12. Boucekkine, Raouf & Crifo, Patricia, 2008. "Human Capital Accumulation And The Transition From Specialization To Multitasking," Macroeconomic Dynamics, Cambridge University Press, vol. 12(03), pages 320-344, June.
    13. Metin M. Cosgel & Thomas J. Miceli, 1999. "Job Rotation: Cost, Benefits, and Stylized Facts," Journal of Institutional and Theoretical Economics (JITE), Mohr Siebeck, Tübingen, vol. 155(2), pages 301-301, June.
    14. Edward P. Lazear, 2009. "Firm-Specific Human Capital: A Skill-Weights Approach," Journal of Political Economy, University of Chicago Press, vol. 117(5), pages 914-940, October.
    15. Morita, Hodaka, 2001. "Choice of Technology and Labour Market Consequences: An Explanation of U.S.-Japanese Differences," Economic Journal, Royal Economic Society, vol. 111(468), pages 29-50, January.
    16. Jed DeVaro, 2005. "Teams, Autonomy, and the Financial Performance of Firms," Labor and Demography 0508004, EconWPA.
    17. Wouter Dessein & Tano Santos, 2006. "Adaptive Organizations," Journal of Political Economy, University of Chicago Press, vol. 114(5), pages 956-985, October.
    18. Jaime Ortega, 2001. "Job Rotation as a Learning Mechanism," Management Science, INFORMS, vol. 47(10), pages 1361-1370, October.
    19. Jed DeVaro, 2005. "The Effects of Self-Managed and Closely-Managed Teams on Labor Productivity and Product Quality: An Empirical Analysis of a Cross Section of Establishments," Labor and Demography 0510002, EconWPA.
    Full references (including those not matched with items on IDEAS)

    Citations

    Citations are extracted by the CitEc Project, subscribe to its RSS feed for this item.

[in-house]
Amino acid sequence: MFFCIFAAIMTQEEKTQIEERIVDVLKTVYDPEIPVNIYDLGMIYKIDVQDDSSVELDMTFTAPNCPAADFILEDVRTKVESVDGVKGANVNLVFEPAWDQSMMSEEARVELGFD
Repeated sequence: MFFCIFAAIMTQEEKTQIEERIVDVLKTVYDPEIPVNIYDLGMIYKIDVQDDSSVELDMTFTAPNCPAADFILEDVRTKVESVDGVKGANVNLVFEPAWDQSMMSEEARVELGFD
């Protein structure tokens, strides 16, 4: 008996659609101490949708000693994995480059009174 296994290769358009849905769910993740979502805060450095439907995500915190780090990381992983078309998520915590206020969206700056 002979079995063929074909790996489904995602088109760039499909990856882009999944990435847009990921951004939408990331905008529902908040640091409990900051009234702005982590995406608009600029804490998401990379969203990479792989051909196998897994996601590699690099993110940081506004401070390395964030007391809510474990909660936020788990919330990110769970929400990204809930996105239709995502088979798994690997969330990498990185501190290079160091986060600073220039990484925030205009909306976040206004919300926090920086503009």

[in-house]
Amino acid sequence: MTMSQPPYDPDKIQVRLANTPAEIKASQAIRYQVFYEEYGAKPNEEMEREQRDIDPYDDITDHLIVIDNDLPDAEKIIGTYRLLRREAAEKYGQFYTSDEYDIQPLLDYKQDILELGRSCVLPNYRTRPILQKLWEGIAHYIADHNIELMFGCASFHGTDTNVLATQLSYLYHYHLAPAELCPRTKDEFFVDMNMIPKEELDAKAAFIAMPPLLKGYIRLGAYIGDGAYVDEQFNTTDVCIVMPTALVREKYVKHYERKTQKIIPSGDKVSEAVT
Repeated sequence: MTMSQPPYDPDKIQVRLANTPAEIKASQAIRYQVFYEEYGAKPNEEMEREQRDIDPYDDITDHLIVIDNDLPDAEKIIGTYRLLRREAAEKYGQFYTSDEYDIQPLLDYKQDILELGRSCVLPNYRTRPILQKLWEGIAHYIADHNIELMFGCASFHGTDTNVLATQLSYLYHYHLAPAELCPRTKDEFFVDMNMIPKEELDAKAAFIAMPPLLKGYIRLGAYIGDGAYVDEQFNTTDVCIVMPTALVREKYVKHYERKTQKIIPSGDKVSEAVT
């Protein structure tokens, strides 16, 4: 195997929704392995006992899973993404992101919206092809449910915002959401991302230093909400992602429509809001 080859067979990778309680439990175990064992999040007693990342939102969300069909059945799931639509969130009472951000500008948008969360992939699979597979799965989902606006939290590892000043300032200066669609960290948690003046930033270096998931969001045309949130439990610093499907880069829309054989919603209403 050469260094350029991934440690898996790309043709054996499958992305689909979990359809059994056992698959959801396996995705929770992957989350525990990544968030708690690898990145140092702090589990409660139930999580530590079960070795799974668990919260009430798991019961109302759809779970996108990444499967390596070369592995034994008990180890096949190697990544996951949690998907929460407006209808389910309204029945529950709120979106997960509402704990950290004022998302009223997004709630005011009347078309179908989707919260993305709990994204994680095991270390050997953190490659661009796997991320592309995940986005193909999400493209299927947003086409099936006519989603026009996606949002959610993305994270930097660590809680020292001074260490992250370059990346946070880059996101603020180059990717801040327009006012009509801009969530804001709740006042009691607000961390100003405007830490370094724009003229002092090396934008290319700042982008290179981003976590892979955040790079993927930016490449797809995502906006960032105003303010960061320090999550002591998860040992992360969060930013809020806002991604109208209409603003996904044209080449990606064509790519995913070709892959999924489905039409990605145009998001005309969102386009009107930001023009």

as


    Cited by:

    1. repec:eee:iepoli:v:42:y:2018:i:c:p:56-65 is not listed on IDEAS
    2. Prasad, Suraj & Tran, Hien, 2013. "Work practices, incentives for skills, and training," Labour Economics, Elsevier, vol. 23(C), pages 66-76.

    More about this item

    Keywords

    Training; Job design;

    JEL classification:

    • M53 - Business Administration and Business Economics; Marketing; Accounting; Personnel Economics - - Personnel Economics - - - Training
    • J24 - Labor and Demographic Economics - - Demand and Supply of Labor - - - Human Capital; Skills; Occupational Choice; Labor Productivity

    Statistics

    Access and download statistics

    Corrections

    All material on this site has been provided by the respective publishers and authors. You can help correct errors and omissions. When requesting a correction, please mention this item's handle: RePEc:eee:labeco:v:18:y:2011:i:6:p:862-871. See general information about how to correct material in RePEc.

    For technical questions regarding this item, or to correct its authors, title, abstract, bibliographic or download information, contact: (Dana Niculescu). General contact details of provider: http://www.elsevier.com/locate/labeco .

    If you have authored this item and are not yet registered with RePEc, we encourage you to do it here. This allows to link your profile to this item. It also allows you to accept potential citations to this item that we are uncertain about.

    If CitEc recognized a reference but did not link an item in RePEc to it, you can help with this form .

    If you know of missing items citing this one, you can help us creating those links by adding the relevant references in the same way as above, for each refering item. If you are a registered author of this item, you may also want to check the "citations" tab in your RePEc Author Service profile, as there may be some citations waiting for confirmation.

    Please note that corrections may take a couple of weeks to filter through the various RePEc services.

    IDEAS is a RePEc service hosted by the Research Division of the Federal Reserve Bank of St. Louis . RePEc uses bibliographic data supplied by the respective publishers.